Nearly all U.S. medical schools have stopped using live dogs and other animals in training their students.
Fashion and Entertainment
40 years ago, wearing fur was a high fashion statement in the U.S. Today, all major fashion brands, including Armani, Burberry, Chanel, Gucci, Hilfiger, Donna Karan, Calvin Klein, Ralph Lauren, and Versace have banned fur.
The number of mink farms in the U.S. has plummeted from 1,027 in 1988 to fewer than 300. Excellent animal-free replacements are available for leather, fur, wool, silk, and feathers.
40 years ago, as many as 10 million homeless animals were killed each year by local pounds. Today, that number is down to 1.5 million.
40 years ago, dog racing and fighting were a popular form of entertainment. Today, dog fighting and cock fighting are illegal in every state. Dog racing is illegal in 41 states and only four states still have active tracks.
The Ringling Brothers animal circus is no longer in business, and SeaWorld has drastically curtailed its animal operations under pressure from animal activists. A number of inhumane roadside zoos have been shut down by local authorities.
A Closing Note
Social change occurs in stages. In the alerting stage, people first become aware that a change may be needed. In the discussion stage, they learn more about it and resolve to make a change. In the reform stage, the change actually takes place.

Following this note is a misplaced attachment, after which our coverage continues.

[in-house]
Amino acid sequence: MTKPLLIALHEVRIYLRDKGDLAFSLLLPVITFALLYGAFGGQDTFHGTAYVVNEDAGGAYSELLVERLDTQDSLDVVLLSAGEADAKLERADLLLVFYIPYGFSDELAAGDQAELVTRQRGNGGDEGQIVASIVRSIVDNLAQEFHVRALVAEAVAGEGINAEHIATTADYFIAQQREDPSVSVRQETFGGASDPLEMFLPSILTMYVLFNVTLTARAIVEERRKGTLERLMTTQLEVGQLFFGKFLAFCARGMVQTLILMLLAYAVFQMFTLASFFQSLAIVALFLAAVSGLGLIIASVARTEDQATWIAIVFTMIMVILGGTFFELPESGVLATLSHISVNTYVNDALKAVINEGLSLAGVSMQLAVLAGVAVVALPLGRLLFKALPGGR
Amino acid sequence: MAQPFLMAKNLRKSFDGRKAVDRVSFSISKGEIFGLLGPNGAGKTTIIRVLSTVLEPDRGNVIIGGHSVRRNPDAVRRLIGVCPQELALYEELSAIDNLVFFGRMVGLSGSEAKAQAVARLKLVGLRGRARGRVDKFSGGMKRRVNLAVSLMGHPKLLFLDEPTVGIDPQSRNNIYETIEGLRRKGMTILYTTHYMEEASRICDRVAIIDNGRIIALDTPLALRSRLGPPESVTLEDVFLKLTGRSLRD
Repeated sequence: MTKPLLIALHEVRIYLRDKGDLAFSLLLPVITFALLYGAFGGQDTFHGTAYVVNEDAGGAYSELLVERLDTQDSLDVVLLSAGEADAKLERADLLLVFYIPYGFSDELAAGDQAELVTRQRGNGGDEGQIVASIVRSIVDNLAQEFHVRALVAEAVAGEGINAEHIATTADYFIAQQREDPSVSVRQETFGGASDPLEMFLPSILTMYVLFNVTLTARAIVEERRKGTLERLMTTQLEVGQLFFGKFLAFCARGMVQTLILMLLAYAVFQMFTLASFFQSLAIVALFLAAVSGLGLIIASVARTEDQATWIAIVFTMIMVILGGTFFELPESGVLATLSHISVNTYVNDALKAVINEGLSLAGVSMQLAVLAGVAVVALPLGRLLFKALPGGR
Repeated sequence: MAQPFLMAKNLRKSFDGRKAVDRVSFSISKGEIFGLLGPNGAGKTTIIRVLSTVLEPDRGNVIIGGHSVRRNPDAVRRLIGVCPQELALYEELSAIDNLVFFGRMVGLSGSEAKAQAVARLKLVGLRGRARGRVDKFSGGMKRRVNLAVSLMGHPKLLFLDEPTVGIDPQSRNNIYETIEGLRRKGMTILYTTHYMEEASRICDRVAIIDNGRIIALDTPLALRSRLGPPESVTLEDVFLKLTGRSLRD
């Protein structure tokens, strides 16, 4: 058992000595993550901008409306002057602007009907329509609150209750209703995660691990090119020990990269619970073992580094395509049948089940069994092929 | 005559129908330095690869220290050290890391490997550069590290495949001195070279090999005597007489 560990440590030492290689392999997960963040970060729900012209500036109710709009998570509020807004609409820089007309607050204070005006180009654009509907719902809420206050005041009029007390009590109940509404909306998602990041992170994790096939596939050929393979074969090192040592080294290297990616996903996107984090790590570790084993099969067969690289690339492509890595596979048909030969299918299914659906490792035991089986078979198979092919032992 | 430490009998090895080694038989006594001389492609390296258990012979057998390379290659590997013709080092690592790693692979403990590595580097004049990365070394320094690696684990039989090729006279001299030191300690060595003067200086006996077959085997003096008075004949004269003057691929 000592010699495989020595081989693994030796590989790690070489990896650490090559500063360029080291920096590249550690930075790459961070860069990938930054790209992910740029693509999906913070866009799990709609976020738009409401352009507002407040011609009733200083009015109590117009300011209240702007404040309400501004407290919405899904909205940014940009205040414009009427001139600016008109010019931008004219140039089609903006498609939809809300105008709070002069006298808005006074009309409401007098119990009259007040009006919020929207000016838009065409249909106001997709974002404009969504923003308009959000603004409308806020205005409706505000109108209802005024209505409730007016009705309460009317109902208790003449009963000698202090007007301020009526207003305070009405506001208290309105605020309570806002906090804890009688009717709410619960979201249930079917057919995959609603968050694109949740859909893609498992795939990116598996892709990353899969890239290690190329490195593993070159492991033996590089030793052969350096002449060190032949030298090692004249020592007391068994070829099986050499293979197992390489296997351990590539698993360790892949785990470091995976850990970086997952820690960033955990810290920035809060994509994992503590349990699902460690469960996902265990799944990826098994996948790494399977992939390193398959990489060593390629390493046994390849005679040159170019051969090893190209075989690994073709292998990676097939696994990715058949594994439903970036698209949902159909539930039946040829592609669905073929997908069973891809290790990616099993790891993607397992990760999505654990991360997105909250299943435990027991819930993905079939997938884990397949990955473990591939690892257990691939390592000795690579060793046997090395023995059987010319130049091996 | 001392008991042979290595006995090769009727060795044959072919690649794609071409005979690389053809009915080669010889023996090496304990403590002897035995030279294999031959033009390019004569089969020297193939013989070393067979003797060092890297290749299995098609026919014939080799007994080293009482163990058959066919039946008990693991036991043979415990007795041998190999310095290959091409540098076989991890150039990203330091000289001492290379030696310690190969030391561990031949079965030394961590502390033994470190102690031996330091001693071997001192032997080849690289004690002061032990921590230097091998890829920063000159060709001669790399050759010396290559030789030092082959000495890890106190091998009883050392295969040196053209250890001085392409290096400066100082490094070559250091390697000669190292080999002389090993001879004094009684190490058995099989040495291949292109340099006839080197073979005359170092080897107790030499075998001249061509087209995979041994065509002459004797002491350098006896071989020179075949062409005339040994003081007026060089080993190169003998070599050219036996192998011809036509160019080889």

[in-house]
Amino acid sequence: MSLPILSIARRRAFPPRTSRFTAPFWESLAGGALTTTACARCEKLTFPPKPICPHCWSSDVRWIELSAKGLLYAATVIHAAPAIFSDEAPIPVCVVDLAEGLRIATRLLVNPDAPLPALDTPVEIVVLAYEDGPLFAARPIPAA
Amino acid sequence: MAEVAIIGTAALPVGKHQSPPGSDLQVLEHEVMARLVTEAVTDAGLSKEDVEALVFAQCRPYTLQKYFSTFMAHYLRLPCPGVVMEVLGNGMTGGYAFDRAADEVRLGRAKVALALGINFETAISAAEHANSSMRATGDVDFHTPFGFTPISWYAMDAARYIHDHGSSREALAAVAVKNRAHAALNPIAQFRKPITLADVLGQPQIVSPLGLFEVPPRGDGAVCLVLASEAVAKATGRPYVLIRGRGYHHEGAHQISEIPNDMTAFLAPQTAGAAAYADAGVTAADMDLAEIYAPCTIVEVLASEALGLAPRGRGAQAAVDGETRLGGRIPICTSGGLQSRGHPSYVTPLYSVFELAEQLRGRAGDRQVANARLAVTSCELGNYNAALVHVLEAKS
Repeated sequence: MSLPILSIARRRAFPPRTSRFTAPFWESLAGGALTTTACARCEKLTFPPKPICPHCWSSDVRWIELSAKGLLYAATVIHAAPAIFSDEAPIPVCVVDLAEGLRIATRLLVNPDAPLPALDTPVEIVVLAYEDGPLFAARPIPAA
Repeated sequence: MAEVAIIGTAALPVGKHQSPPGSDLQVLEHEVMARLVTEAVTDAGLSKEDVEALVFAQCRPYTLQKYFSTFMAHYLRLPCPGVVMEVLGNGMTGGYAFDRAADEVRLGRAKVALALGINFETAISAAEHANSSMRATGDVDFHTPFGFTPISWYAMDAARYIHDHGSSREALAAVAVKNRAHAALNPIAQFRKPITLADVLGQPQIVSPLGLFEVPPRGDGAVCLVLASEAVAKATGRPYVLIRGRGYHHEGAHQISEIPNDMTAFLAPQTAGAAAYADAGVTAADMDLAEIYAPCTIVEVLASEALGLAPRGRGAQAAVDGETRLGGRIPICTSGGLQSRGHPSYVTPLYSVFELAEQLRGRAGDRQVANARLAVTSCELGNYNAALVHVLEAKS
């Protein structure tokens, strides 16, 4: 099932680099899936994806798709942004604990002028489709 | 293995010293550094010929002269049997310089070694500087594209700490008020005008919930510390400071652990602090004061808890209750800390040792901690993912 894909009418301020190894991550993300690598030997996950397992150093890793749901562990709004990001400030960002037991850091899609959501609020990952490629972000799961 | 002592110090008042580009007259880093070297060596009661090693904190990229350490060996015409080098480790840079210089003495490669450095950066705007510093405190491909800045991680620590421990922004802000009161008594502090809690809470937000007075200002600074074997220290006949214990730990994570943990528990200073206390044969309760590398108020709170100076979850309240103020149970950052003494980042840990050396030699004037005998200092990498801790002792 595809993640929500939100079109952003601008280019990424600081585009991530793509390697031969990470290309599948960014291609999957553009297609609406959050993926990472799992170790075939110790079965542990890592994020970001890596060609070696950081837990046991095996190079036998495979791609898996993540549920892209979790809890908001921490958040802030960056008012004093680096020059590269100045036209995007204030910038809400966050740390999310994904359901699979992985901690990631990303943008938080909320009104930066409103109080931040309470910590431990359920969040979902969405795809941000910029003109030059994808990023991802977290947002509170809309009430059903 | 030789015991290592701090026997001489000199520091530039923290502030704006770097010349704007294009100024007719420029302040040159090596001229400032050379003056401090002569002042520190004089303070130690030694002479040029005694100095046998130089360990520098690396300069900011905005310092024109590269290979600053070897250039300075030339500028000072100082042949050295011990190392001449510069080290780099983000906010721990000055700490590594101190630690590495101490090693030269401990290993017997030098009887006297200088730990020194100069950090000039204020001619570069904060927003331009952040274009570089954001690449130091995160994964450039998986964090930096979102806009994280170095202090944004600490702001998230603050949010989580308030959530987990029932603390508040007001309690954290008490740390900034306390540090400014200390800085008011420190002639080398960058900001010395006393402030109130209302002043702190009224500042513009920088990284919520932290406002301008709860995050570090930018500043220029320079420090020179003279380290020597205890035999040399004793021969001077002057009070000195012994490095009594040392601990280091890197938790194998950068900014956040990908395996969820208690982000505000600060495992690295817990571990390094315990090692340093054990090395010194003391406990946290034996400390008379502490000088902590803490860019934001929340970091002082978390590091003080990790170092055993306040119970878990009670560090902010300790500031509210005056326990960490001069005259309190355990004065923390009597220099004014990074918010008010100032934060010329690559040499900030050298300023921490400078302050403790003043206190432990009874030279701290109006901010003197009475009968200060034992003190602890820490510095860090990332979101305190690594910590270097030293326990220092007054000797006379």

Over the past 40 years, the animal rights movement has moved our society deeply into the discussion stage. People already knew how to practice respect and compassion for their dogs and cats. Our movement has made such considerations respectable and applicable to other animals.
The reform stage, ending the use of the 98 percent of animals who are raised for food, will arrive when plant-based meats become more available than animal meats, because of cost, convenience, and taste. It’s already happening with nut milks widely replacing cow’s milk in the dairy aisle.
People will express their natural affinity toward animals and embrace the animal rights ideology much more readily, when they are no longer asked to change their eating lifestyle three times a day.
In 1776, our nation’s founders declared that “all men (meaning white male property owners) are created equal.” Women had to wait 144 years to gain their right to vote. African Americans had to wait an additional 45 years to have their voting rights respected. By these measures, we are progressing at lightning speed.
While the slow pace of social change may make us wonder whether our struggle to save animals is bearing fruit we can reflect back on 2020, the “Year of the Vegan” and know that our efforts are making change happen. Each one of us has the power to make a difference and stand up for animals. As 2020 comes to a close, please consider a tax-deductible donation to FARM. Your gift goes a long way toward positive change: farmusa.org/donate.
The views expressed here are of the author and do not necessarily
represent the views of the Farm Animal Rights Movement